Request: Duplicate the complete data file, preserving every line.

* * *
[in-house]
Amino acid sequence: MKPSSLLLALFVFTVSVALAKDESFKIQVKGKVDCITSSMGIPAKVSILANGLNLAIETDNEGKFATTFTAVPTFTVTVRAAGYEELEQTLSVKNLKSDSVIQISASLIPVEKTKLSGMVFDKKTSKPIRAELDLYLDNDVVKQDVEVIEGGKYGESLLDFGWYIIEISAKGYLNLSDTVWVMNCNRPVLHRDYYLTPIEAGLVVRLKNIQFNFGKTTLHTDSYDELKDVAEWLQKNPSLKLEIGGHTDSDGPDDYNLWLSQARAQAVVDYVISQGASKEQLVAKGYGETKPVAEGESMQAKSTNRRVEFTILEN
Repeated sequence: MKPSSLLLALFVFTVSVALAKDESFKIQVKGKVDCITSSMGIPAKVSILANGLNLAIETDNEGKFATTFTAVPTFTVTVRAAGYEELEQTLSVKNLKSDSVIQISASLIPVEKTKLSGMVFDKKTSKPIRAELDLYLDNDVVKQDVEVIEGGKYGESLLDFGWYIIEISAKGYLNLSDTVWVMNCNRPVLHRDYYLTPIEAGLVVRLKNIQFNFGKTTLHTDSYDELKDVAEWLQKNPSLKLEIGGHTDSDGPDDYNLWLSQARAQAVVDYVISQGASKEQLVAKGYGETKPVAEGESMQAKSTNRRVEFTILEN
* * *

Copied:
[in-house]
Amino acid sequence: MKPSSLLLALFVFTVSVALAKDESFKIQVKGKVDCITSSMGIPAKVSILANGLNLAIETDNEGKFATTFTAVPTFTVTVRAAGYEELEQTLSVKNLKSDSVIQISASLIPVEKTKLSGMVFDKKTSKPIRAELDLYLDNDVVKQDVEVIEGGKYGESLLDFGWYIIEISAKGYLNLSDTVWVMNCNRPVLHRDYYLTPIEAGLVVRLKNIQFNFGKTTLHTDSYDELKDVAEWLQKNPSLKLEIGGHTDSDGPDDYNLWLSQARAQAVVDYVISQGASKEQLVAKGYGETKPVAEGESMQAKSTNRRVEFTILEN
Repeated sequence: MKPSSLLLALFVFTVSVALAKDESFKIQVKGKVDCITSSMGIPAKVSILANGLNLAIETDNEGKFATTFTAVPTFTVTVRAAGYEELEQTLSVKNLKSDSVIQISASLIPVEKTKLSGMVFDKKTSKPIRAELDLYLDNDVVKQDVEVIEGGKYGESLLDFGWYIIEISAKGYLNLSDTVWVMNCNRPVLHRDYYLTPIEAGLVVRLKNIQFNFGKTTLHTDSYDELKDVAEWLQKNPSLKLEIGGHTDSDGPDDYNLWLSQARAQAVVDYVISQGASKEQLVAKGYGETKPVAEGESMQAKSTNRRVEFTILEN